These are a special type of tumour with a higher degree of complexity and may occur as part of an inherited syndrome. The tumour arises from the balance and hearing nerve itself and as a result, commonly presents with hearing loss. This tumour is also closely associated with the nearby cranial nerves and may cause compression and dysfunction of the underlying brainstem. Treatment decisions depend upon a large number of factors but range from observation and serial monitoring, surgical excision or debulking, or stereotactic radiation treatment.

Metastasis (Cancer)

When a primary tumour spreads from its site of origin, it is commonly carried by the blood stream. The brain is a prominent site for secondary deposits and these tumours have a characteristic appearance on MRI. They often cause substantial brain swelling. If the primary site is not known or one or more lesions are symptomatic and accessible, then surgical removal is usually recommended.

Pituitary Tumours

Pituitary tumours are a specific group of lesions that are situated under the visual apparatus (optic nerves). When there is sufficient enlargement, they may present with visual disturbance by compressing the optic nerves or chiasm from below. They also commonly present with hormonal imbalances called endocrinopathy, either from too much or too little of a specific hormone. Because of their midline location immediately behind the nose, they are easily accessible with minimally invasive approaches if it comes to surgical intervention.

Ventriculoperitoneal Shunt placed for "hydrocephalus"
Ventriculoperitoneal Shunt placed for "hydrocephalus"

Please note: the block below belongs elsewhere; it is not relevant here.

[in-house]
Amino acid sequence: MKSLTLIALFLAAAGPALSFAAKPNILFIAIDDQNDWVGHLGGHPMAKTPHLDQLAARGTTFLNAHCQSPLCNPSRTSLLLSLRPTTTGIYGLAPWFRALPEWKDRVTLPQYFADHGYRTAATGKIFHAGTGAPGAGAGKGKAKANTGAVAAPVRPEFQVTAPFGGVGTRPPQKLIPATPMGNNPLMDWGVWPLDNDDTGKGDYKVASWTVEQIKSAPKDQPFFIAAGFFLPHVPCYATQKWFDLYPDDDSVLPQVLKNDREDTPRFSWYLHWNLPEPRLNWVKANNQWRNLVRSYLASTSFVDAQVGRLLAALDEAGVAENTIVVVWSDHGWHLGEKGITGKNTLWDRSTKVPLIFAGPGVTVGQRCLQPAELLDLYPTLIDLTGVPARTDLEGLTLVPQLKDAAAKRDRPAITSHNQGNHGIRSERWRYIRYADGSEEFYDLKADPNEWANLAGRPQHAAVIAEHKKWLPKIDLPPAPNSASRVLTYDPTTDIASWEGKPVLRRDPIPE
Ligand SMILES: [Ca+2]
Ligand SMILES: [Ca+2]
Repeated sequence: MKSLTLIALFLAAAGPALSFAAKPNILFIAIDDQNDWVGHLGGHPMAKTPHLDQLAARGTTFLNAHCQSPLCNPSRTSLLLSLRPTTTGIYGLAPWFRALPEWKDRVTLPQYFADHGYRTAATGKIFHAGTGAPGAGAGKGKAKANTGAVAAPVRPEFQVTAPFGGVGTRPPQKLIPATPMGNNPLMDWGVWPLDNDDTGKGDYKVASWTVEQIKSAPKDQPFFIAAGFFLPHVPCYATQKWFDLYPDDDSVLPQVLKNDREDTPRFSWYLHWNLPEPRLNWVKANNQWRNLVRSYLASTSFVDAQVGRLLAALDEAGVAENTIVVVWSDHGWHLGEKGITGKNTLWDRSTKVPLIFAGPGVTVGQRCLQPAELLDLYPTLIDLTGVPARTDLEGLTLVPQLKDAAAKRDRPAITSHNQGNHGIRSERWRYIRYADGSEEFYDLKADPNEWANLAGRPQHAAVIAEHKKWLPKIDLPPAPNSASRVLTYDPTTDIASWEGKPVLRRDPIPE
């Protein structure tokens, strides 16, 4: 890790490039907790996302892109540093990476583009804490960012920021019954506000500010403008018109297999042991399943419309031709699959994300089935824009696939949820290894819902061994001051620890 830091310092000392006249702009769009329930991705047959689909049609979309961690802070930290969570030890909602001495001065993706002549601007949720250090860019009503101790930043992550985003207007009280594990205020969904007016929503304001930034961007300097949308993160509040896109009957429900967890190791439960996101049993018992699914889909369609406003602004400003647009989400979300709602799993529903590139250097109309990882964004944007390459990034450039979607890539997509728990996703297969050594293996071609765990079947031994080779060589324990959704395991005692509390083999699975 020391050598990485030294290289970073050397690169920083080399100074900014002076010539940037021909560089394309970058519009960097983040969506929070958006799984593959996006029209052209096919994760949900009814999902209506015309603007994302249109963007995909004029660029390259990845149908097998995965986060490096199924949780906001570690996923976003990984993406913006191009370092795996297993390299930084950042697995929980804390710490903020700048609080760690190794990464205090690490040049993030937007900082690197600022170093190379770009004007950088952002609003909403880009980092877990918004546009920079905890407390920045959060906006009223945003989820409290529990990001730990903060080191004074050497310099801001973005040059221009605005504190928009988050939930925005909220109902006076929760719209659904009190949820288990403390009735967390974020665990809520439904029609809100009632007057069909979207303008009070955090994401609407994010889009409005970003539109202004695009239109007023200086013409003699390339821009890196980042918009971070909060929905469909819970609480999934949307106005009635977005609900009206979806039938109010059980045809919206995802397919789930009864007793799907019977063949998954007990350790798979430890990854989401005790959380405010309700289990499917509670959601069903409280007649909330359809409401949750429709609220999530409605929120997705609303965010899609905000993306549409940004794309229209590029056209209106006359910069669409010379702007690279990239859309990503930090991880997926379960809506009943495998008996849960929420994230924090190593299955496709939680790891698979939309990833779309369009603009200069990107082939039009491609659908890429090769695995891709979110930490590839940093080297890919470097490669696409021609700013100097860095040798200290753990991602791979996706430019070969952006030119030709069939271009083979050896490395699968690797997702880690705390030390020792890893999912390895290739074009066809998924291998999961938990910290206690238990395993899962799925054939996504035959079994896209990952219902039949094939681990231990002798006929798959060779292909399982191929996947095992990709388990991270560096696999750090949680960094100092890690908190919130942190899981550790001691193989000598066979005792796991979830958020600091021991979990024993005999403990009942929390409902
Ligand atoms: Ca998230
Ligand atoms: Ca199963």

Hydrocephalus refers to a problem with the normal circulation of "CSF" through the central chambers of the brain and around the special fluid plains around the brain. It leads to a build of fluid and / or pressure intracranially, which can result in a number of neurological problems, including headache, walking problems and difficulty with cognitive performance (thinking and memory). Occasionally, the cause is a blockage within the fluid chambers, which blocks from the inside, but more often, no discrete blockage is seen and the problem is in the spaces surrounding the brain or with fluid absorption. The most common way to treat this problem is with a "ventriculperitoneal shunt", but in some cases a "third ventriculostomy" will effectively bypass a central blockage. I prefer to use a programmable device called the Strata valve, which can be adjusted to fine tune flow.

Chiari Malformations

The Chiari Malformations describe a group of developmental disorders resulting in abnormal positioning of the "hind brain". The most common type is a type 1 lesion, where part of the balance structure called the cerebellum is situated too low. This leads to compression of the underlying brainstem and secondary fluid build up problems. When it is symptomatic or there are obvious pressure problems, surgical intervention is recommended. The goal of surgery is to create sufficient room at the site of blockage to address the brain compression and to prevent further build up of fluid pressure.


Trauma can result in a wide range of neurosurgical problems. Occasionally, the trauma is so trivial that there is no recollection of the actual event. The most common problem that needs treatments is a "subdural haematoma". If there are pressure effects on the brain or symptoms from the distortion, then surgery is recommended. The recommended intervention ranges from a simple burr hole to removal of the clot through a larger craniotomy.

Royal Australasian College of Surgeons The Tasmanian Branch of the Australia Medical Association North Shore Private Hospital Royal North Shore Hospital Gosford Private Hospital Swedish Congress of Neurological Surgeons Neurosurgical Society of Australasia Educational Commission for Foreign Medical Graduates University of Sydney

© Dr Jonathan Curtis MBBS, FRACS, Neurosurgeon, Spine and Endovascular Greenwich NSW